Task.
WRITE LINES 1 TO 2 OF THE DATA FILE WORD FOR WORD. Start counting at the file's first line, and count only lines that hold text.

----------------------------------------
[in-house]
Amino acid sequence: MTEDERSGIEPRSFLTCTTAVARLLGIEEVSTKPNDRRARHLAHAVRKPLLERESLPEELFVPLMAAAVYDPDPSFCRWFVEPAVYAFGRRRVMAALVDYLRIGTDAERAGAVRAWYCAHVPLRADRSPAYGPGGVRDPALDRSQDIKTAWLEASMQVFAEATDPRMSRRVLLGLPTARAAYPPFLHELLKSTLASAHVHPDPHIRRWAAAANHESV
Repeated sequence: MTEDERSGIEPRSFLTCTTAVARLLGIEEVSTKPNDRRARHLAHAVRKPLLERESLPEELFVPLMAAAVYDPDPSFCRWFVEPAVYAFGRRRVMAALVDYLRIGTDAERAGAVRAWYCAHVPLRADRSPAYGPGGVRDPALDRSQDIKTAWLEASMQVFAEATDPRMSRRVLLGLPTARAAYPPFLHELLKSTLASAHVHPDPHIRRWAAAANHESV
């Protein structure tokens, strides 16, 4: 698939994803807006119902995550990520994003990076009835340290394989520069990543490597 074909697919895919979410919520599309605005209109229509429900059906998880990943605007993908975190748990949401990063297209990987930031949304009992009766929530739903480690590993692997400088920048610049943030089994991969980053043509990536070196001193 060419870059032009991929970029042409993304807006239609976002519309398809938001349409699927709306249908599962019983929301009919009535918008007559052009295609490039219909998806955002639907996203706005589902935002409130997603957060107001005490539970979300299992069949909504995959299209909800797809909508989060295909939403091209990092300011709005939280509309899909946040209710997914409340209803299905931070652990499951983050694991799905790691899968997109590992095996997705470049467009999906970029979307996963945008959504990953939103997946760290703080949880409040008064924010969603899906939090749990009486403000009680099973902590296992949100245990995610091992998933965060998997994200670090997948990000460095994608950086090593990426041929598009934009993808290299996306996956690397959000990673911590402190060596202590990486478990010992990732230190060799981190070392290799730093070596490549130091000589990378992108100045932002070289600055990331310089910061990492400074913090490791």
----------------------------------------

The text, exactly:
[in-house]
Amino acid sequence: MTEDERSGIEPRSFLTCTTAVARLLGIEEVSTKPNDRRARHLAHAVRKPLLERESLPEELFVPLMAAAVYDPDPSFCRWFVEPAVYAFGRRRVMAALVDYLRIGTDAERAGAVRAWYCAHVPLRADRSPAYGPGGVRDPALDRSQDIKTAWLEASMQVFAEATDPRMSRRVLLGLPTARAAYPPFLHELLKSTLASAHVHPDPHIRRWAAAANHESV